I’m proud to say Purdue Engineering is front and center in the growing national initiative to create a thriving microelectronics ecosystem. Our research and workforce development leadership drew national attention and praise last month when U.S. Secretary of State Antony J. Blinken and Secretary of Commerce Gina Raimondo joined top Indiana government officials to visit Purdue and discuss the role of universities in addressing the nation’s semiconductor challenge. They toured our facilities, met with students, and participated in a fireside chat about universities and the CHIPS Act.
The event capped a highly productive several months in which our College of Engineering has collaborated with government, industry and academic partners to reach new heights in excellence at scale, elevating our research and workforce development capabilities to address critical national priorities. Purdue continues to rank among the most innovative schools in the nation, and our undergraduate and graduate programs continue to be highly ranked.
Fittingly, FRONTIERS magazine this fall highlights significant advances in areas crucial to our country’s defense and security and to global economic competitiveness. I invite you to learn about giant leaps to benefit the microelectronics industry and national security, develop hard AI and connect communities, and provide a launchpad for advanced manufacturing and digital transformation.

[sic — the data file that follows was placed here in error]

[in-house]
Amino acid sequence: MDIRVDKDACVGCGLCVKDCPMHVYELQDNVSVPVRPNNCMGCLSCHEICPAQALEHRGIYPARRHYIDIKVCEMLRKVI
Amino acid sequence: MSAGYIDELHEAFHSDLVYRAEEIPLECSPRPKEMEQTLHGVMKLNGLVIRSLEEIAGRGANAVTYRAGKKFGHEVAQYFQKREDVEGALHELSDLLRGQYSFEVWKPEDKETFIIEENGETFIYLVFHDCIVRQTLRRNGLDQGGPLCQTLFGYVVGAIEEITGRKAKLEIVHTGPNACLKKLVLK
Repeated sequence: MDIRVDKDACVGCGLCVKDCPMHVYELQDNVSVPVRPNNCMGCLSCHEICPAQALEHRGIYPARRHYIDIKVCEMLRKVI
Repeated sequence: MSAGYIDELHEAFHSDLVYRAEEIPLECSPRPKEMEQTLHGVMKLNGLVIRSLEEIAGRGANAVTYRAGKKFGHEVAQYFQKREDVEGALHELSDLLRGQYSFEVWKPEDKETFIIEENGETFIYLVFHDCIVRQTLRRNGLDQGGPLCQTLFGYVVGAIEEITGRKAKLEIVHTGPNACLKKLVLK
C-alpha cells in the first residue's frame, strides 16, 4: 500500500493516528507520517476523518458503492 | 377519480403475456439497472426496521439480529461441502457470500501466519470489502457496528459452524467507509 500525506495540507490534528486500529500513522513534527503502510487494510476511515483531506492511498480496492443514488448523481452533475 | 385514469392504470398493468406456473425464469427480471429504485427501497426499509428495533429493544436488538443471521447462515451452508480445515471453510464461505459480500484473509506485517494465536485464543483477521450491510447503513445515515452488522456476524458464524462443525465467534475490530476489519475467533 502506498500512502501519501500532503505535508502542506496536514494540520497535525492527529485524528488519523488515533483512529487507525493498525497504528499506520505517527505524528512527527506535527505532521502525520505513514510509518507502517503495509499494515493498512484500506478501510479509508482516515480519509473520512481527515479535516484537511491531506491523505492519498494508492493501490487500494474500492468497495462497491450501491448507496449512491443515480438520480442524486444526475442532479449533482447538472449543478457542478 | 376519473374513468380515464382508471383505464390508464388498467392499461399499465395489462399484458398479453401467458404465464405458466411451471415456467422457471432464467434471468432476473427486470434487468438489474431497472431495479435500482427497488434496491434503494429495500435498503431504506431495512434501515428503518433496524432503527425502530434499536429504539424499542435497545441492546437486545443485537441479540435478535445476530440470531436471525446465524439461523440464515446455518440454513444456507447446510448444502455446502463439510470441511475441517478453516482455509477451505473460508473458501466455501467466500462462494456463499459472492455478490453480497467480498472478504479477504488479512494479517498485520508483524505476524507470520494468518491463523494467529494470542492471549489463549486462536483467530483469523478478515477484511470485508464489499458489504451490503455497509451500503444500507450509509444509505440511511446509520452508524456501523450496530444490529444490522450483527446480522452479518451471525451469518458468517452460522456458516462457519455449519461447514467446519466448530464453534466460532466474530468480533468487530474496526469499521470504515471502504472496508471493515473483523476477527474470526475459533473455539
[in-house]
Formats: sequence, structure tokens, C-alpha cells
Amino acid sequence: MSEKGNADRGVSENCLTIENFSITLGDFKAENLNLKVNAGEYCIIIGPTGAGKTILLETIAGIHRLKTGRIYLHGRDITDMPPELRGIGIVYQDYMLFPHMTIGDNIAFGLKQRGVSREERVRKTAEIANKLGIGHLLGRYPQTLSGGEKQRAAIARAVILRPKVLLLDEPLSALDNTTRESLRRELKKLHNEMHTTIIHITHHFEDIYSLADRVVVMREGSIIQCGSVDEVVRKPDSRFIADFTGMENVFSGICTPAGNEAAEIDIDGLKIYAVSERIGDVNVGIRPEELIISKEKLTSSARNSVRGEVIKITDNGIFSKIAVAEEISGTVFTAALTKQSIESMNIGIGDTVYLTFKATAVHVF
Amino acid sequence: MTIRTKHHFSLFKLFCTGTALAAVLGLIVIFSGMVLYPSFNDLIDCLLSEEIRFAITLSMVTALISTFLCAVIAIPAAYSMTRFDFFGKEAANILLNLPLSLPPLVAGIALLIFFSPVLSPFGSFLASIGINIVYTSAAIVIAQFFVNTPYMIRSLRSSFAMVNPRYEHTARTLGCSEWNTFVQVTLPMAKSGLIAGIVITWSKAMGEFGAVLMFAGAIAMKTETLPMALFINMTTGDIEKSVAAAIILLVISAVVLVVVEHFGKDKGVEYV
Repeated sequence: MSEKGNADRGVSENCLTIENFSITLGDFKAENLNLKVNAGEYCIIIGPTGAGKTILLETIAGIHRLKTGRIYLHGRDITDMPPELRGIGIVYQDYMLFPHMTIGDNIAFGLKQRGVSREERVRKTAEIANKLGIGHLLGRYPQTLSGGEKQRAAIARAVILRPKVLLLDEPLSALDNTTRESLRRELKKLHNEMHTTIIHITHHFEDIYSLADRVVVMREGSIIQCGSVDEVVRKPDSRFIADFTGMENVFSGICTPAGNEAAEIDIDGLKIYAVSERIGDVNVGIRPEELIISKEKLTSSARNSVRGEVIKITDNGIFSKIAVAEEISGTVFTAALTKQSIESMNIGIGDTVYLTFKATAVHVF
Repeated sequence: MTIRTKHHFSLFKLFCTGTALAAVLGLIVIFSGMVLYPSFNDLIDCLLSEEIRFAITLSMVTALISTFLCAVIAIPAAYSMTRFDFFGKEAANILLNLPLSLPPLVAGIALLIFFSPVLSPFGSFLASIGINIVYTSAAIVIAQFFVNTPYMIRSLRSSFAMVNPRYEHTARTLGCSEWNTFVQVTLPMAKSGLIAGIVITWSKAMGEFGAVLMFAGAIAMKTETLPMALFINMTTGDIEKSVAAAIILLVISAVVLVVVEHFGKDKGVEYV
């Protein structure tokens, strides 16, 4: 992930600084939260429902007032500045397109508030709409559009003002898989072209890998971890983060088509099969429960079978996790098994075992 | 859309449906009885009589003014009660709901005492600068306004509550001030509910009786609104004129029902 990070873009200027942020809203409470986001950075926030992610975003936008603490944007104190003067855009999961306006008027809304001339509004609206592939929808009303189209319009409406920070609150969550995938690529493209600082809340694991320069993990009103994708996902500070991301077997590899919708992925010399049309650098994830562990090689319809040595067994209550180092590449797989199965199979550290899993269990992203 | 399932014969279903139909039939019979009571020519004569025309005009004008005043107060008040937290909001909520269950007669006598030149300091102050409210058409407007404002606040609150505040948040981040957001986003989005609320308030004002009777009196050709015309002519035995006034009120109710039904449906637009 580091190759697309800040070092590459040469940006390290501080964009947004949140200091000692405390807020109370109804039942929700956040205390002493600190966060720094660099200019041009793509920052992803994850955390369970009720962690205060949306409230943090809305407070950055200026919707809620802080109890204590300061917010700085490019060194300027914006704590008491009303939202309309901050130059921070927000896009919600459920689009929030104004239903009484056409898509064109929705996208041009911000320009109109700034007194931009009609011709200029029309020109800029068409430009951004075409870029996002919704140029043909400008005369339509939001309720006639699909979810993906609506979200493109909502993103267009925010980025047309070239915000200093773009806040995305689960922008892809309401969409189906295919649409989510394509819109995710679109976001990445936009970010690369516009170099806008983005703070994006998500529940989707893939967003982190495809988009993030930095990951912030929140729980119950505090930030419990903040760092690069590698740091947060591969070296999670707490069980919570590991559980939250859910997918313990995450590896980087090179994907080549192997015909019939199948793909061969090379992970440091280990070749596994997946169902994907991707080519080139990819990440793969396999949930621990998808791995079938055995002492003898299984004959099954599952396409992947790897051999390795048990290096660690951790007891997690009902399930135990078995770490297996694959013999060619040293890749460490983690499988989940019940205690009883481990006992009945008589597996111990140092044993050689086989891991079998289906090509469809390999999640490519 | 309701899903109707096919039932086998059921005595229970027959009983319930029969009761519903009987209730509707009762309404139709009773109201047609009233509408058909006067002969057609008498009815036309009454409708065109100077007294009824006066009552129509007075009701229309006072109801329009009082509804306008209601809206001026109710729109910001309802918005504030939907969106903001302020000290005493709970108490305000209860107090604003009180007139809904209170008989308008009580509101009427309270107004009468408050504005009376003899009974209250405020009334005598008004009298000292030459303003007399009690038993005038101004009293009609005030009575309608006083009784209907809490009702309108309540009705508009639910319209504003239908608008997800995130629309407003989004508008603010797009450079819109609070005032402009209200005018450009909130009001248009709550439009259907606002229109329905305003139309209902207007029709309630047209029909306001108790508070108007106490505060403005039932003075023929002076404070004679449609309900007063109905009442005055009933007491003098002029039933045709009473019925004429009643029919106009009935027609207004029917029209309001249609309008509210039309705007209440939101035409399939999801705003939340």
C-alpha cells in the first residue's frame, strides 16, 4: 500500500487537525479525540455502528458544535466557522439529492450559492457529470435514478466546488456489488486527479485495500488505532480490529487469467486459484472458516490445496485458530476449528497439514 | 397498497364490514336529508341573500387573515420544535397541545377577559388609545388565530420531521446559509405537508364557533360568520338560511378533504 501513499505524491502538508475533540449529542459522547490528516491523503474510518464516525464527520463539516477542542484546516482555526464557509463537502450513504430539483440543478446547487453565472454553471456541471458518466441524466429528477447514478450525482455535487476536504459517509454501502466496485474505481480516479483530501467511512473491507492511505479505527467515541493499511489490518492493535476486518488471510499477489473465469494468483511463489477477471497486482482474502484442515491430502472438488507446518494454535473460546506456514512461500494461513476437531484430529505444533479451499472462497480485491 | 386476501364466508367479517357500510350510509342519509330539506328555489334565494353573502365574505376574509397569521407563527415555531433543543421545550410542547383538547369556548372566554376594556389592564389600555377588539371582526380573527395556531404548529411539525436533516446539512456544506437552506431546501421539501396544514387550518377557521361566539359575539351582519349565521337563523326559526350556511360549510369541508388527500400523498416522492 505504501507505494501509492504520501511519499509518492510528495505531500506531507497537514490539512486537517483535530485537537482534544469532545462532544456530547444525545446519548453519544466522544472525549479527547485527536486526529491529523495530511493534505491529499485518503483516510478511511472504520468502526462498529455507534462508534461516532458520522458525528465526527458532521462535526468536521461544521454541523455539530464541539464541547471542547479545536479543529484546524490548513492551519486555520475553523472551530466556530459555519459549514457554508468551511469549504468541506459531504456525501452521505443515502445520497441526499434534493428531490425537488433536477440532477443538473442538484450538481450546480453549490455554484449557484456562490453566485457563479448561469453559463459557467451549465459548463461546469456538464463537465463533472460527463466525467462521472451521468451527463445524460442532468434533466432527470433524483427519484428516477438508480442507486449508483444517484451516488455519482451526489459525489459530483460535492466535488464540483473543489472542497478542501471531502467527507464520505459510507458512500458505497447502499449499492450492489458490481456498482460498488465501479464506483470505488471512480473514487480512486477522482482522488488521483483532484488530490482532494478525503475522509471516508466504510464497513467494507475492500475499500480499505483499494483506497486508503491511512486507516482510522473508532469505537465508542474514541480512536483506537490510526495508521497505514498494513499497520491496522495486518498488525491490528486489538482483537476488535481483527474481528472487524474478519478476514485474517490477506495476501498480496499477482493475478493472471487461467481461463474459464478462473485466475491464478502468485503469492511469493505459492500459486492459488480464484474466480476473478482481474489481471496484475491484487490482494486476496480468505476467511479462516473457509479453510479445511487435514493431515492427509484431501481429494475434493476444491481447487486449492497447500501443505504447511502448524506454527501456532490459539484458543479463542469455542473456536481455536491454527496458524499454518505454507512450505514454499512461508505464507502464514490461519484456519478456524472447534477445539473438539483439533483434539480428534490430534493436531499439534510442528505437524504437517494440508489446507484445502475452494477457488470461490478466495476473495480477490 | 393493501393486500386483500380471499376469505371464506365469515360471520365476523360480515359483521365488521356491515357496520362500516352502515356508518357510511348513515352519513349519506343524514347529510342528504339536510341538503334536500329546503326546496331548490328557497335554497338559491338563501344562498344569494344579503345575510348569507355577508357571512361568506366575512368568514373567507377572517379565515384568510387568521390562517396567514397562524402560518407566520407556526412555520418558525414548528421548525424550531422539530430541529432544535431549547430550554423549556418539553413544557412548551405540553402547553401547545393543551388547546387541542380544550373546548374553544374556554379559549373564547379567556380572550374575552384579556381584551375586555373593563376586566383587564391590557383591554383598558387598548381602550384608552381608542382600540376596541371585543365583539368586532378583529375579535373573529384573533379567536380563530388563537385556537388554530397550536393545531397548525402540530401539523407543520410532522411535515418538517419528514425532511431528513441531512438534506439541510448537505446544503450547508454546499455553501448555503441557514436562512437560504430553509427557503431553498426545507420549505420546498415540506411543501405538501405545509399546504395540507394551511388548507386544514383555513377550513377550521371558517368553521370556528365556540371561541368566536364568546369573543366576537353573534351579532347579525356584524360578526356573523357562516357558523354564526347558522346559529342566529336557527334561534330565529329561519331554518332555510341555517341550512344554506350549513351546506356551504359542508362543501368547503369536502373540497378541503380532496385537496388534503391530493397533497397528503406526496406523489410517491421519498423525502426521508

The first two sets of stories cover accomplishments to support the national security and technology pillar of Purdue’s Next Moves. First, we describe how we’re addressing the nation’s critical need for innovation and workforce development in semiconductors through research; manufacturing partnerships; internships; and a new comprehensive education, degrees and credentials program. Next, we share milestones for our rapidly-growing hypersonics and aerospace hubs, including plans for a high-speed propulsion laboratory for hypersonic testing, a $75-million research and testing alliance with Rolls-Royce, and the opening of a multimillion-dollar Saab advanced manufacturing plant.
In the third group of stories, you’ll read about our latest strides at the interface of virtual-physical engineering, involving a new institute to connect AI with the physical world, the beginnings of a “Hard Tech Corridor” in Indiana, and innovation to improve traffic safety in smart cities.
This issue concludes with stories on the burgeoning Discovery Park District at Purdue – a 400-acre launchpad where businesses of all sizes can access a business-minded university, global talent pipelines, and advanced R&D facilities to solve business problems. You’ll learn about plans for a new institute for pharmaceutical manufacturing, a Bayer space for agricultural innovation, a Wabash collaborative space, and a 6G “Lab To Life” real-world test bed.
We are proud to be in the vanguard, and we thank our talented and dedicated faculty, students, staff and partners for their invaluable contributions.